Feel Good Minneapolis Wage-Theft Ordinance Could Undercut State Law

Minnesota just implemented the toughest wage-theft law in the nation for businesses that shortchange workers. But that’s not good enough for Minneapolis pols who insist on the need for a copy cat version of the same law that would only further add to bureaucracy, paperwork and cost of doing business in the city.

It’s so far over the top and duplicative of the state statute that the Star Tribune editorial board shot it down.

For example, the city proposal says that if an employee files a wage-theft claim against an employer and is fired within 90 days, the employer must prove that the termination was not an act of retaliation. But there are already provisions in state law that prohibit retaliation.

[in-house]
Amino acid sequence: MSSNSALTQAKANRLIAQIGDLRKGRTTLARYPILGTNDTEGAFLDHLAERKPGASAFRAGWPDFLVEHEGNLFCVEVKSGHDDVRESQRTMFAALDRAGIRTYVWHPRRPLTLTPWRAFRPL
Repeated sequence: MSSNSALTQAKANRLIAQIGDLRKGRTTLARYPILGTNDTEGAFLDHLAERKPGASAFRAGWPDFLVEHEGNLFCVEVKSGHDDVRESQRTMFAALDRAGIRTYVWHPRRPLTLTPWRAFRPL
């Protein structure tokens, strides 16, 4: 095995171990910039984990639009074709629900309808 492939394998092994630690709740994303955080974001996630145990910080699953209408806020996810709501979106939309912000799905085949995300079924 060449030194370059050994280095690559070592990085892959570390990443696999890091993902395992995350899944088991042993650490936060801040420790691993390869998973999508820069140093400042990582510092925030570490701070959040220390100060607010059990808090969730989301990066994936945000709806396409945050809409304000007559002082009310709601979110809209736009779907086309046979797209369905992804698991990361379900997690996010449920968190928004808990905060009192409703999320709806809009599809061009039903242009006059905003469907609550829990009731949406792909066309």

In a letter to city officials, a coalition of business groups said wage theft is “an abomination.” But the groups believe Minneapolis employers are still learning how to implement the state law and that added rules would make it more difficult for them to adapt.

So what’s the point of passing regulations that could actually be counterproductive? A few readers offered the same take in the comments section.

“Minneapolis needs the rules for the same reason it needs all of its rules:  it provides an opportunity for virtue-signaling by the members of the city council.”

“I suspect Minneapolis is just trying to act before the St. Louis Park City Council beats them to the virtue signaling.”

“Classic Minneapolis city council move, virtue signaling by duplicating a state law. “

Whatever the reason, it’s not too late for the Minneapolis City Council to take the advice of the paper that’s usually all too supportive.

Minneapolis officials should slow down, listen more closely to the concerns of mostly honest employers in the city and reconsider adding more rules on top of an already robust set of state wage-theft regulations and penalties.